As a management trainee in Hindustan Lever in 1957, I was sent to work as a salesman in rural Maharashtra. I had lived my life till then in Bombay and Delhi and had never been to a village or a small town. I had passed them when travelling by rail or road but never lived in any or walked village streets. It was a change. Decently surfaced roads were non-existent, even in small towns, not to speak of villages. Transport was at best a horse-drawn carriage. A roadside tea-stall might serve snacks, and sometimes chapatis and vegetables. There were practically no shops and those that were there were stocked with cheap and poorly wrapped soaps and small articles of daily consumption. If, in the interest of health, one wanted to buy packaged food — bread, biscuits, chocolates, candy and so on, one could find only knockoffs or low-quality goods. There were practically no well-known brands. A car or a motorcycle was a rare sight and immediately attracted a crowd, mostly of children, but also of older people.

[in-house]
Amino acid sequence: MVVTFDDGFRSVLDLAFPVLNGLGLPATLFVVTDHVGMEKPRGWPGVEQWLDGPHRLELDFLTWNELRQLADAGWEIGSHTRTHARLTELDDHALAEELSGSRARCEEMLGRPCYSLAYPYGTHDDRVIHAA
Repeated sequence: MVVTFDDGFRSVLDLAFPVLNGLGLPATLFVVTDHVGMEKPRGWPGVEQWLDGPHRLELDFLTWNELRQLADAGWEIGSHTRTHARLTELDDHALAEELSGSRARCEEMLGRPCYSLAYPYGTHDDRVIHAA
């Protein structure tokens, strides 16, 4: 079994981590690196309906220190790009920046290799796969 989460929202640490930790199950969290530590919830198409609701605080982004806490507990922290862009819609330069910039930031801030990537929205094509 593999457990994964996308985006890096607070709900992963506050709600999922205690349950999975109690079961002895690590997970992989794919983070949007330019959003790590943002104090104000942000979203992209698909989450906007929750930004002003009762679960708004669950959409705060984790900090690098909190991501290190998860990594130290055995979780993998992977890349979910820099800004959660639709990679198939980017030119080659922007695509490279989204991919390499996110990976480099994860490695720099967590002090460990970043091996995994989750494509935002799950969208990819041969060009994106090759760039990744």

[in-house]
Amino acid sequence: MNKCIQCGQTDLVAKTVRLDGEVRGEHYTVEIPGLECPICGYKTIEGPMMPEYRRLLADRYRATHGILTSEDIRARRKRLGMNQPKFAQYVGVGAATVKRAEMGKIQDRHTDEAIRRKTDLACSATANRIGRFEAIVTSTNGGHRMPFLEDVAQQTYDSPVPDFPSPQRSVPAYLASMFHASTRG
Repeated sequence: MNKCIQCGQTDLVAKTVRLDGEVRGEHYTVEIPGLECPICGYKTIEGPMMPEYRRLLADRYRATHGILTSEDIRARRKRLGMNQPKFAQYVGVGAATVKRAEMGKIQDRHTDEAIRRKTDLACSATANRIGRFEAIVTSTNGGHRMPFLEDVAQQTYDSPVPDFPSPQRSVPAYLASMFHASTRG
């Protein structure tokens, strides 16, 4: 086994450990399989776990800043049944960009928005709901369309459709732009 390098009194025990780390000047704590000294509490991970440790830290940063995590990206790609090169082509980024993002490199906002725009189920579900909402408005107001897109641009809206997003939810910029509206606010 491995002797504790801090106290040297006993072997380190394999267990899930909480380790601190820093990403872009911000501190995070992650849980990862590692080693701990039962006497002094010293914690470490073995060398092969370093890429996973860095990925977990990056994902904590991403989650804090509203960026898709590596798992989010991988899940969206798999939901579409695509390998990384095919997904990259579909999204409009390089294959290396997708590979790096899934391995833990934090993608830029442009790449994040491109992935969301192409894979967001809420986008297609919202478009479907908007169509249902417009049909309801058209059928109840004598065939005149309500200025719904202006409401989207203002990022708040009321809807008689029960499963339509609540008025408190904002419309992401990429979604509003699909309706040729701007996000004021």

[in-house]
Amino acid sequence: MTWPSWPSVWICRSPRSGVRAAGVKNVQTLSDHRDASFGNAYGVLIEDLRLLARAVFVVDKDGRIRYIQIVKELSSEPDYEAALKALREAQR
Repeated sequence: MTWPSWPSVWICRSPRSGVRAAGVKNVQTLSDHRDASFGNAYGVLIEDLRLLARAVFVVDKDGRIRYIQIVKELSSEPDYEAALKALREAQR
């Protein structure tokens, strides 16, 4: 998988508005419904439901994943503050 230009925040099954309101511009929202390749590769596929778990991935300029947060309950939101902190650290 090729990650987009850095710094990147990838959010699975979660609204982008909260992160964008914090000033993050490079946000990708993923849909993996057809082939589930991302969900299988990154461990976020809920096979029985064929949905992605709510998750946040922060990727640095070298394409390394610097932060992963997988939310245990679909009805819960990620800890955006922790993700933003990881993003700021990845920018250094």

After over 55 years, there is a transformation. It began when government revenues rose with economic growth and Atal Bihari Vajpayee and his successor devised rural infrastructure projects. There is now good road connectivity between almost all small towns, villages and neighbouring large towns. Motorcycles and cars are a common sight. So are television sets and mobile phones. Shops have many of the latest packaged consumer goods, more often in smaller pack sizes, but they are there. Branded soft drinks are everywhere. There are ice boxes and sometimes refrigerators. Small diesel generators are not uncommon. Everywhere one sees a few or many tractors, used both for farm work and for transporting goods and people. Most men wear trousers. There are many more women in salwar kameez and even jeans.